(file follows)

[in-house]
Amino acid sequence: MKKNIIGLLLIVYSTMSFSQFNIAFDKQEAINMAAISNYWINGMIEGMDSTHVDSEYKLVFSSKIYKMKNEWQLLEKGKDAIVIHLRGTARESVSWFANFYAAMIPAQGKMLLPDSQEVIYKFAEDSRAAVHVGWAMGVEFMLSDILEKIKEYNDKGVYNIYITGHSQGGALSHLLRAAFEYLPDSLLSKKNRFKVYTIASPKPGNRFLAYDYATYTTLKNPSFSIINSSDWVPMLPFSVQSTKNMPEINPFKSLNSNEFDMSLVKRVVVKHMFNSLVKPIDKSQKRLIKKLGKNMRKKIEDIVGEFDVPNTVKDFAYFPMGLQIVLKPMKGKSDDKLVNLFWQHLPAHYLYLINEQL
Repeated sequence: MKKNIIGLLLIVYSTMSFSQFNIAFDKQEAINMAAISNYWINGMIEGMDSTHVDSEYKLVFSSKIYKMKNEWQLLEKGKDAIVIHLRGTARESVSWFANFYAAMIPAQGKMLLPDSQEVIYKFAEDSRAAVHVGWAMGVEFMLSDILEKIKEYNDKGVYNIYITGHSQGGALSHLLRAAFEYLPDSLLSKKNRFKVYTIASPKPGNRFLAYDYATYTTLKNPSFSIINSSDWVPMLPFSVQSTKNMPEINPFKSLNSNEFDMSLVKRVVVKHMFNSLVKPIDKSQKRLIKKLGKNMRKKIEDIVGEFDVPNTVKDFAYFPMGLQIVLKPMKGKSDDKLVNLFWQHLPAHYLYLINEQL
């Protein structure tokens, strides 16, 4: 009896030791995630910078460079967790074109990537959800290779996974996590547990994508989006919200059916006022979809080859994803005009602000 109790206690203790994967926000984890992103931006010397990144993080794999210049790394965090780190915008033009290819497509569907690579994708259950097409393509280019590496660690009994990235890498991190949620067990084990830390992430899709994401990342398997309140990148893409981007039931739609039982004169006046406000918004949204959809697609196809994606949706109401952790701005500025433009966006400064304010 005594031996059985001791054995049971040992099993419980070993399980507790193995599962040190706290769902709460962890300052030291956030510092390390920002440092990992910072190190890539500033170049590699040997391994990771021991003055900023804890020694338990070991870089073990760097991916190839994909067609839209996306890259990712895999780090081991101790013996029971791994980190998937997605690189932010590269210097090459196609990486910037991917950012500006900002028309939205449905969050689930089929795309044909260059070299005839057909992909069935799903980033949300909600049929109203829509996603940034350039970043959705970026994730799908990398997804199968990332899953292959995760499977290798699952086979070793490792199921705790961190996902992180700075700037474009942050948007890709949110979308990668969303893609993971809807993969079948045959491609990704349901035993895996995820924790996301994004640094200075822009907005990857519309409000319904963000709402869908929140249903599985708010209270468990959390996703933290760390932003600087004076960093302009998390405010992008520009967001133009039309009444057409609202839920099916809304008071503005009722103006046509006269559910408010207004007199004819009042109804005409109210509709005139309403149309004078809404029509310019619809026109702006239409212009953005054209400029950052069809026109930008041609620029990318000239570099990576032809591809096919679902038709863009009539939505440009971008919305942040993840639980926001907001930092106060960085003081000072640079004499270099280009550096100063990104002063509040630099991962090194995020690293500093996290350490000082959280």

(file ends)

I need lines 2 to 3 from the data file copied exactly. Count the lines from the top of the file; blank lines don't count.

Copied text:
Amino acid sequence: MKKNIIGLLLIVYSTMSFSQFNIAFDKQEAINMAAISNYWINGMIEGMDSTHVDSEYKLVFSSKIYKMKNEWQLLEKGKDAIVIHLRGTARESVSWFANFYAAMIPAQGKMLLPDSQEVIYKFAEDSRAAVHVGWAMGVEFMLSDILEKIKEYNDKGVYNIYITGHSQGGALSHLLRAAFEYLPDSLLSKKNRFKVYTIASPKPGNRFLAYDYATYTTLKNPSFSIINSSDWVPMLPFSVQSTKNMPEINPFKSLNSNEFDMSLVKRVVVKHMFNSLVKPIDKSQKRLIKKLGKNMRKKIEDIVGEFDVPNTVKDFAYFPMGLQIVLKPMKGKSDDKLVNLFWQHLPAHYLYLINEQL
Repeated sequence: MKKNIIGLLLIVYSTMSFSQFNIAFDKQEAINMAAISNYWINGMIEGMDSTHVDSEYKLVFSSKIYKMKNEWQLLEKGKDAIVIHLRGTARESVSWFANFYAAMIPAQGKMLLPDSQEVIYKFAEDSRAAVHVGWAMGVEFMLSDILEKIKEYNDKGVYNIYITGHSQGGALSHLLRAAFEYLPDSLLSKKNRFKVYTIASPKPGNRFLAYDYATYTTLKNPSFSIINSSDWVPMLPFSVQSTKNMPEINPFKSLNSNEFDMSLVKRVVVKHMFNSLVKPIDKSQKRLIKKLGKNMRKKIEDIVGEFDVPNTVKDFAYFPMGLQIVLKPMKGKSDDKLVNLFWQHLPAHYLYLINEQL